514 F.3d 801 (8th Cir. 2008), 07-1092, Eckert v. Titan Tire Corp.
|Citation:||514 F.3d 801|
|Party Name:||Kenneth ECKERT, Plaintiff, v. TITAN TIRE CORPORATION; Titan Tire Corporation, Employee's Pension Plan; Pirelli Tire, LLC, Defendants, Titan Tire Corporation; Titan Tire Corporation, Employee's Pension Plan, Third Party Plaintiffs-Appellants, v. Pirelli Tire, LLC, Third Party Defendant-Appellee.|
|Case Date:||January 29, 2008|
|Court:||United States Courts of Appeals, Court of Appeals for the Eighth Circuit|
Submitted: Oct. 15, 2007.
Appeal from the United States District Court for the Southern District of Iowa.
Gene R. LaSuer, argued, Des Moines, IA, for appellant.
William A. Blue, Jr., argued, Nashville, TN, for appellee.
Before LOKEN, Chief Judge, GRUENDER and BENTON, Circuit Judges.
GRUENDER, Circuit Judge.
Kenneth Eckert brought this lawsuit against Titan Tire Corporation and Titan Tire Corporation Pension Plan (collectively "Titan"), claiming that Titan miscalculated the amount of pension benefits he was entitled to receive. Titan brought a third-party claim against Pirelli Tire, L.L.C. ("Pirelli"), claiming that Pirelli was responsible for the miscalculation and that Pirelli should indemnify Titan. Titan and Eckert settled Eckert's claim. On Titan's third-party claim against Pirelli, the district court1 held that Pirelli was not required to indemnify Titan for the miscalculation of Eckert's pension benefits. For the reasons discussed below, we affirm.
Pursuant to an Asset Purchase Agreement ("APA") dated July 16, 1994, Titan Tire Corporation purchased Pirelli's Des Moines, Iowa tire manufacturing and production plant from Pirelli. Under section 2.04(2) of the APA, Titan assumed the liability to cover Pirelli's obligations for retirement benefits to former Pirelli employees who were continuing in employment with Titan, but Pirelli remained liable for retirement benefits accrued by the employees before Titan's purchase of the plant. To cover Pirelli's liabilities to the employees, section 13.01(3)(a)(iii) of the APA required Pirelli to transfer assets to Titan sufficient to cover Pirelli's pension liability, the "pension amount." Section 13.01(3)(a)(iv) defined the "pension amount" as an amount equal to the actuarial present value of the vested accrued benefits.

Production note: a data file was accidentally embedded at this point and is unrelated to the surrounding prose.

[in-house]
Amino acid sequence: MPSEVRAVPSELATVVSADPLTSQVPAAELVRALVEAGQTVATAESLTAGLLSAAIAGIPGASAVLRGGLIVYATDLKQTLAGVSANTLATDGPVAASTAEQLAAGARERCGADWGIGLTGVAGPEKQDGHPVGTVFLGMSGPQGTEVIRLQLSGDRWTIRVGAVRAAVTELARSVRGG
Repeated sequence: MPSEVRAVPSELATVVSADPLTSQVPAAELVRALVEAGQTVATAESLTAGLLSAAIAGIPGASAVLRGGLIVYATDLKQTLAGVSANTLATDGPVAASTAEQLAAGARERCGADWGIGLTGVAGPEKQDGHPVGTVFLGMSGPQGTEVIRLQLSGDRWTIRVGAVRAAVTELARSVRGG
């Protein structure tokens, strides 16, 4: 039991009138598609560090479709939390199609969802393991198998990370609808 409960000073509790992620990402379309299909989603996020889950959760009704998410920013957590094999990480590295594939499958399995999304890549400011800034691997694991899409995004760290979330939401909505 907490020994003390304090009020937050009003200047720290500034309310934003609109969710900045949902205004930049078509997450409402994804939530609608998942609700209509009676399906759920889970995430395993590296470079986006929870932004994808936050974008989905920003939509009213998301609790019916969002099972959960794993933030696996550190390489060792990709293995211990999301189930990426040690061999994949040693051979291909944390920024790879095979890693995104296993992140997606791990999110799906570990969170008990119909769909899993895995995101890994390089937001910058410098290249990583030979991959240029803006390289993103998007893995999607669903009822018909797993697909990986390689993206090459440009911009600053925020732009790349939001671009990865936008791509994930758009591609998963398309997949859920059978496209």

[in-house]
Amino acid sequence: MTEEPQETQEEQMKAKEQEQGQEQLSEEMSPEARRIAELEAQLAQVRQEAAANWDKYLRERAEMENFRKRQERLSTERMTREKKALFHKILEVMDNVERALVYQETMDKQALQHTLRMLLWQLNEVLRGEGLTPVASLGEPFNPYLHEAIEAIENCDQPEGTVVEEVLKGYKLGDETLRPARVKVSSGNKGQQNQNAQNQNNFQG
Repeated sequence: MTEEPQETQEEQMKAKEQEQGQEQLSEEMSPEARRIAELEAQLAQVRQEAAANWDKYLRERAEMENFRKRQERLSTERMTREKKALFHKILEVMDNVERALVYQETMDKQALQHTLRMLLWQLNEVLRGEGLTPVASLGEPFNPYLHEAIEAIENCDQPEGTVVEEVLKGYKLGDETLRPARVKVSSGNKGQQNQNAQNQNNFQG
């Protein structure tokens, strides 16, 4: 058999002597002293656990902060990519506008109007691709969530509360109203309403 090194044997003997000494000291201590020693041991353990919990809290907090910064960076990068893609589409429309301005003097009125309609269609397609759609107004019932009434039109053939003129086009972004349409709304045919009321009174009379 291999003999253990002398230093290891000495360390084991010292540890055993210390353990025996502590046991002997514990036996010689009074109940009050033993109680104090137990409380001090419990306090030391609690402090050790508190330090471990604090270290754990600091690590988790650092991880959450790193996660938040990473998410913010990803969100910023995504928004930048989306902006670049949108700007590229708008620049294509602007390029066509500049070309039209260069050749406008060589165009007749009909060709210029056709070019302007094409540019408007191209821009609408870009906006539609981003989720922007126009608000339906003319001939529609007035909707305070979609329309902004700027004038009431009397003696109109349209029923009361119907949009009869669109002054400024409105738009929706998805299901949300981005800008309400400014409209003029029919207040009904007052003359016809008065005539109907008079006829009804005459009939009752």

In section 5 of the APA, labeled "Representations and Warranties," the parties acknowledged that the representations made under section 5 were "correct and complete in all material respects" and would be "correct and complete in all material respects as of" July 16, 1994, the effective date of the APA. In section 5.18(1)(B), Pirelli represented and warranted that, "[w]ith respect to each Employee Pension Benefit Plan listed in Section 5.18 of the Disclosure Schedule, [Pirelli] has delivered or made available to [Titan] correct and complete copies of . . . actuarial valuations and audited financial statements for the most recent plan year."
According to the testimony of William Hogan, an actuary engaged by Titan, Pirelli's actuaries provided him with "a data file in electronic format which held individual participant information, names, date of birth, date of hires, pay, [and] accrued benefits." The file contained the individual participant records "determining for each individual person what the likely cost of the pension is going to be and the present value of that cost today," which was then "summed up to get a total cost for all participants." Using the data provided by Pirelli's actuaries, Hogan prepared his own calculations using his firm's systems to determine if his actuarial valuations "would come reasonably close to the calculations" provided by Pirelli's actuaries. Hogan did not check the correctness of the underlying data as to each individual participant but instead checked the actuarial calculations to ensure that Pirelli's actuarial calculations were correct. However, Pirelli's actuarial valuations relied on the incorrect starting date for Eckert of March 9, 1987, instead of his correct starting date of February 12, 1970. As a result, the actuarial valuations provided by Pirelli's actuaries were incorrect. Only after Eckert filed his complaint did Titan examine the actuarial valuations Pirelli had provided and realize that it relied on an incorrect hire date for Eckert. The parties determined that the amount Pirelli transferred to Titan was...
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